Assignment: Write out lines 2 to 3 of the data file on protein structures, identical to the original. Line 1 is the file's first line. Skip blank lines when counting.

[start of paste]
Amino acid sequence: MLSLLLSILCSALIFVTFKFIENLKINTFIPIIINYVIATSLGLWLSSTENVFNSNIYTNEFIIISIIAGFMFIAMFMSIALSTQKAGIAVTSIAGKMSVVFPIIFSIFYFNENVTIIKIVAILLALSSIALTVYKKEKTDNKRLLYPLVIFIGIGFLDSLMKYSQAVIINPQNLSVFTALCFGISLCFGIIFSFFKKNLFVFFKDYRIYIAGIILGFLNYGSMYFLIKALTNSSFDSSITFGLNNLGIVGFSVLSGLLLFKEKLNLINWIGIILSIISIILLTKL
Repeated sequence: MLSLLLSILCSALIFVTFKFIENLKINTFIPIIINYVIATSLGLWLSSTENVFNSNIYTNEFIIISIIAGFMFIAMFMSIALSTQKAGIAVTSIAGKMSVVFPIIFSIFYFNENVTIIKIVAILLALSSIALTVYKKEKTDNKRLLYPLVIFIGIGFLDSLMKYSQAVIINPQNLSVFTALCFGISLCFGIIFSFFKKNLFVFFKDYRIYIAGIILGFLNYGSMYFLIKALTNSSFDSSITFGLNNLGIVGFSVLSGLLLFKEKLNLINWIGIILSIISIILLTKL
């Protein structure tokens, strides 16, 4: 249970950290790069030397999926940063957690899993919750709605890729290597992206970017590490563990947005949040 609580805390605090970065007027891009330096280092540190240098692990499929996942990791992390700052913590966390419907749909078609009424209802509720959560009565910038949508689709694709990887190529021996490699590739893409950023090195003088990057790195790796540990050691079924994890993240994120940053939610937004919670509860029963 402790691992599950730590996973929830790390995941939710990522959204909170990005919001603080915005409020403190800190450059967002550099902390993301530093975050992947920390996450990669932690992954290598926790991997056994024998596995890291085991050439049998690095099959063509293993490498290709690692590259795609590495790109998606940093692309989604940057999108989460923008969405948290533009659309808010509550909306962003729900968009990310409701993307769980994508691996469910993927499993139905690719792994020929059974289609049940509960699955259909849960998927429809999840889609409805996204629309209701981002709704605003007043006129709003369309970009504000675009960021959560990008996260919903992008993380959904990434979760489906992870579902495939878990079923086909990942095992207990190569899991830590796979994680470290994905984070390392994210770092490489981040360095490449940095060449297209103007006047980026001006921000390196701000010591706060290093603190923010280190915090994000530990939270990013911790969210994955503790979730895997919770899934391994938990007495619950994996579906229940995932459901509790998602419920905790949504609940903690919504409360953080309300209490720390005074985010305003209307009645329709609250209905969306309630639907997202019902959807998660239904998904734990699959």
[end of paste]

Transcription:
Repeated sequence: MLSLLLSILCSALIFVTFKFIENLKINTFIPIIINYVIATSLGLWLSSTENVFNSNIYTNEFIIISIIAGFMFIAMFMSIALSTQKAGIAVTSIAGKMSVVFPIIFSIFYFNENVTIIKIVAILLALSSIALTVYKKEKTDNKRLLYPLVIFIGIGFLDSLMKYSQAVIINPQNLSVFTALCFGISLCFGIIFSFFKKNLFVFFKDYRIYIAGIILGFLNYGSMYFLIKALTNSSFDSSITFGLNNLGIVGFSVLSGLLLFKEKLNLINWIGIILSIISIILLTKL
């Protein structure tokens, strides 16, 4: 249970950290790069030397999926940063957690899993919750709605890729290597992206970017590490563990947005949040 609580805390605090970065007027891009330096280092540190240098692990499929996942990791992390700052913590966390419907749909078609009424209802509720959560009565910038949508689709694709990887190529021996490699590739893409950023090195003088990057790195790796540990050691079924994890993240994120940053939610937004919670509860029963 402790691992599950730590996973929830790390995941939710990522959204909170990005919001603080915005409020403190800190450059967002550099902390993301530093975050992947920390996450990669932690992954290598926790991997056994024998596995890291085991050439049998690095099959063509293993490498290709690692590259795609590495790109998606940093692309989604940057999108989460923008969405948290533009659309808010509550909306962003729900968009990310409701993307769980994508691996469910993927499993139905690719792994020929059974289609049940509960699955259909849960998927429809999840889609409805996204629309209701981002709704605003007043006129709003369309970009504000675009960021959560990008996260919903992008993380959904990434979760489906992870579902495939878990079923086909990942095992207990190569899991830590796979994680470290994905984070390392994210770092490489981040360095490449940095060449297209103007006047980026001006921000390196701000010591706060290093603190923010280190915090994000530990939270990013911790969210994955503790979730895997919770899934391994938990007495619950994996579906229940995932459901509790998602419920905790949504609940903690919504409360953080309300209490720390005074985010305003209307009645329709609250209905969306309630639907997202019902959807998660239904998904734990699959």